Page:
Newcastle United Managing Director gives first interview in years
Lee Charnley is a man alone.
With Newcastle United being a dysfunctional club that is run in a totally different way to any other of a similar size.
Instead of a powerful board (or two) to guide the club on its strategy, Lee Charnley is the only director on the NUFC board.
Instead of a high powered business team set ambitious targets of moving the club forward on a day to day basis, Newcastle United have Lee Charnley as the only named senior executive.
Lee Charnley is also the lowest paid Managing Director/CEO of any Premier League club.
Any extra communication has to be welcomed from the club and so the first interview with Lee Charnley in years has to be of some value.
Speaking to a number of journalists working for the papers, the NUFC MD hasn’t said anything startling but you live in hope that eventually there could be more transparency from the club.
It would have been even better if it had been a chat with one of Mike Ashley’s figures in the background who he has working above Lee Charnley, especially Justin Barnes, or failing that his PR man Keith Bishop.
Or of course even even better if it had been the organ grinder himself, Mike Ashley, explaining exactly what is going on with his failure so far to convince Rafa Benitez to stay…
Guessing a bit like how the club tried to pain such a bleak picture of the finances (the ‘real’ loss in 2016/17 was less than £20m and not the accountancy tools one of £90m they were pushing), this is another exercise in trying to get us to believe how we should be grateful for Mike Ashley in ‘saving’ us, rather than being the person who somehow relegated our great club twice within seven Premier League seasons, as well as a couple of near misses.
“It (failing to get promotion) would have been a catastrophe, a bloodbath, the manager would likely have gone.
“It was a one season gamble from his view as well.
“Some of the players would have wanted to go…Matt Ritchie for example, he bought into this on the basis of, one year in the Championship then going to the Premier League.
“Then we would have had Financial Fair Play, you cannot operate a business continually that has a wage bill higher than its turnover…it is not sustainable.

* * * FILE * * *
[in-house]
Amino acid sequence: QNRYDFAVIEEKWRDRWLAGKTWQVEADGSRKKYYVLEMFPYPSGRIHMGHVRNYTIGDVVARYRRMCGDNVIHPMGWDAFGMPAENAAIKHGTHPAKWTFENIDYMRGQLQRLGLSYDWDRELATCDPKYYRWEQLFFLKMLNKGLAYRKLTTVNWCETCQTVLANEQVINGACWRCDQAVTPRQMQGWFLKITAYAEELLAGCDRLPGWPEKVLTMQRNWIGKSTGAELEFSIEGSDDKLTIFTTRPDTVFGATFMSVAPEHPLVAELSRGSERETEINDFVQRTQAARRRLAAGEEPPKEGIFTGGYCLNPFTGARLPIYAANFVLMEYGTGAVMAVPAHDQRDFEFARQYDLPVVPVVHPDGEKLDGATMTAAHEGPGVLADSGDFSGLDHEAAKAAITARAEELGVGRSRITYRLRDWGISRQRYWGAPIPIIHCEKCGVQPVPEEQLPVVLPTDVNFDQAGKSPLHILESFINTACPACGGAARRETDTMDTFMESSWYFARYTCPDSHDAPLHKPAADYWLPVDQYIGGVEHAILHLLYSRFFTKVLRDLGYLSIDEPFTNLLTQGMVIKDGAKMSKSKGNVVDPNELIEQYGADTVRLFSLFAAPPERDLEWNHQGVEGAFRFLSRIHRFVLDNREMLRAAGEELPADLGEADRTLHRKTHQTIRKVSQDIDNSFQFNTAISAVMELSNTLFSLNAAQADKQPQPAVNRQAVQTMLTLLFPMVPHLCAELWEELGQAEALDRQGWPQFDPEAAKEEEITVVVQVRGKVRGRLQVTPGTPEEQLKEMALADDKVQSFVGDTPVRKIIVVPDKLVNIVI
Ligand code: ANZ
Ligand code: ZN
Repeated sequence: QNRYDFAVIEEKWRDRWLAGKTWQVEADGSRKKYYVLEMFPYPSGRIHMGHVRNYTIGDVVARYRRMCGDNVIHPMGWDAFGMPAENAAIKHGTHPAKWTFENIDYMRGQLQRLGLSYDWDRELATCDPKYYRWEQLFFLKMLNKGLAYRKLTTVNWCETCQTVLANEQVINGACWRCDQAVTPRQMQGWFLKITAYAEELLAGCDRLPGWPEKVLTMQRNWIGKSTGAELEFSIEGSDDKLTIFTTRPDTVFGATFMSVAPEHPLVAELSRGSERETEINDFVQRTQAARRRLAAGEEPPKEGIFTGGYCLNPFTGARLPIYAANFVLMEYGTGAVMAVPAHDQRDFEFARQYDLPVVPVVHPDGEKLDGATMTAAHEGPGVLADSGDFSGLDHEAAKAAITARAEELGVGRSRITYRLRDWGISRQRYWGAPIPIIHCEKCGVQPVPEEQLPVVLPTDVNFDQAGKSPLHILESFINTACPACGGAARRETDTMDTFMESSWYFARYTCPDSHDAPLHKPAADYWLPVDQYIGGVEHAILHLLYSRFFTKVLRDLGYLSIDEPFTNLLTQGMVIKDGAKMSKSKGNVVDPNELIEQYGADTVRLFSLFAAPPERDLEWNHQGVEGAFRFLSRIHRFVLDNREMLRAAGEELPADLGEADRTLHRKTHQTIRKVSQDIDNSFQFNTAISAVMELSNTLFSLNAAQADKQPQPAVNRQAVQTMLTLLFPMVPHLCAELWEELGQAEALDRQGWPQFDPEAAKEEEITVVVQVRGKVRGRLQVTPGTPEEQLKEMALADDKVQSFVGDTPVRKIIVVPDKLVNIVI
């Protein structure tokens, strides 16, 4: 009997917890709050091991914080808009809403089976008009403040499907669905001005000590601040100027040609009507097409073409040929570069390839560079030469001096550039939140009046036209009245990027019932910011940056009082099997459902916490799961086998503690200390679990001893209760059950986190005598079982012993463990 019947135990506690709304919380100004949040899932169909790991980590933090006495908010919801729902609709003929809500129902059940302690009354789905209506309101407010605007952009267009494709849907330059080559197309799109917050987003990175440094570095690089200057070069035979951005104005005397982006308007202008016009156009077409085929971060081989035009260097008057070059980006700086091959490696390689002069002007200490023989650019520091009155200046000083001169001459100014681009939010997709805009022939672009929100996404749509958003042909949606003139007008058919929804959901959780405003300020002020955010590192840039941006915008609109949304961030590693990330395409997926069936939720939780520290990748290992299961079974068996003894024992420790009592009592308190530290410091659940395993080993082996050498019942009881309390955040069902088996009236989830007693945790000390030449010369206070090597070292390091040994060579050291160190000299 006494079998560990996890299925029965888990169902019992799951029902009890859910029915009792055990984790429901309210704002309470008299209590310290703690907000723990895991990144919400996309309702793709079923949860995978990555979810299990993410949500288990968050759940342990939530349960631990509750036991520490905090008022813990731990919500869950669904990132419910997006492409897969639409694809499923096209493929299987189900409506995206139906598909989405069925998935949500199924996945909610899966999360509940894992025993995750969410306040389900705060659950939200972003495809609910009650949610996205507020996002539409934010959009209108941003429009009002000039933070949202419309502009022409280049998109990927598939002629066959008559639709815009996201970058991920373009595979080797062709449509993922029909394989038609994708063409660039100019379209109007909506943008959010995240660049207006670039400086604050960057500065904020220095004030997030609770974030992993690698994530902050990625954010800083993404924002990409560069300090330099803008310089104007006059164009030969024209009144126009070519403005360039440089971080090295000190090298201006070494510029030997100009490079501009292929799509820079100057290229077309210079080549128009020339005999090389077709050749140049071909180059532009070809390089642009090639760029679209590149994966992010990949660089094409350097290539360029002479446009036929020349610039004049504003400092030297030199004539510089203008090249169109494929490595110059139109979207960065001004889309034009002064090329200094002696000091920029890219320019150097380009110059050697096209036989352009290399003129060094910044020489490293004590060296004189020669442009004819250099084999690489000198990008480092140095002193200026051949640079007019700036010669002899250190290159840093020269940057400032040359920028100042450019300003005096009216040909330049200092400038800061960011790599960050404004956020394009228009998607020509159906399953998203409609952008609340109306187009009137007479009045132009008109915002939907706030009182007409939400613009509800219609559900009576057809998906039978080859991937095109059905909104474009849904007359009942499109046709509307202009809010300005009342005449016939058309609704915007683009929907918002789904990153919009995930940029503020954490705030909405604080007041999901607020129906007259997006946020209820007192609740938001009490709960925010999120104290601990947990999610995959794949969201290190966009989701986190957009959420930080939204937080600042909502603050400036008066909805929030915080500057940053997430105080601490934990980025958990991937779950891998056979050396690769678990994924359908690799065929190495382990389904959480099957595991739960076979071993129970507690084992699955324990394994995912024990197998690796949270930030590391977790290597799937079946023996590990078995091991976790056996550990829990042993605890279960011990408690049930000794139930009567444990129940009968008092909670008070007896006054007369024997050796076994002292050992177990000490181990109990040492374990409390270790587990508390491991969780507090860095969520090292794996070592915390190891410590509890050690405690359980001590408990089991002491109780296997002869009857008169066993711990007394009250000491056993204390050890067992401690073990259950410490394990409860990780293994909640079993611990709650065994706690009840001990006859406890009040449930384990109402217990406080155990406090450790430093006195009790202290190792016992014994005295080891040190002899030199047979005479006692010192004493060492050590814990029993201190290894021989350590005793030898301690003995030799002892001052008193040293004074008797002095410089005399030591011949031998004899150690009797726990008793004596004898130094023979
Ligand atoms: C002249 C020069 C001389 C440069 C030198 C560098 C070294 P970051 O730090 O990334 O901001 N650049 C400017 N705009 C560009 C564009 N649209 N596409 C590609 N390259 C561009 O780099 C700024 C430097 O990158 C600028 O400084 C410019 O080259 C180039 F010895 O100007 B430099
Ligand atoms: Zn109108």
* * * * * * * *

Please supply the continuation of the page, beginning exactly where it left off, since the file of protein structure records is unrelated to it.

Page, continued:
“We would have had no choice but to recruit Championship players and three teams then come down with more money than you.
“You end up on a cycle of trying to catch them and you have to reset financially – it would have taken years to get out of the Championship.
“We had planned a conversation with the manager after the (final) game (of the season against Tottenham).
“Mike (Ashley) said ‘We are going for it’ and we talked through the game….’get the manager to stay, get off to decent start, the fans behind you, build momentum and it can develop a life of its own.
“Mike’s priority was to keep Rafa and he said I’m going to support you, and come next year I do not want to be in this league.
‘It’s not like we’re sat on a big pot of cash keeping it for a rainy day,’ said Charnley. ‘Money comes in, money goes out and what’s left is available to spend, it’s that simple.’
“This year was about staying in the Premier League, and now it is about growing and improving year on year, but doing that within our means.
“Not to say there is a lack of ambition, because there definitely is ambition, it will just take some time.
“There have been a lot of briefings and information out there (about a possible takeover) but we are planning and assuming Mike will be the owner of this football club.
“We are moving forward assuming Mike Ashley will be the owner because what’s the alternative?”
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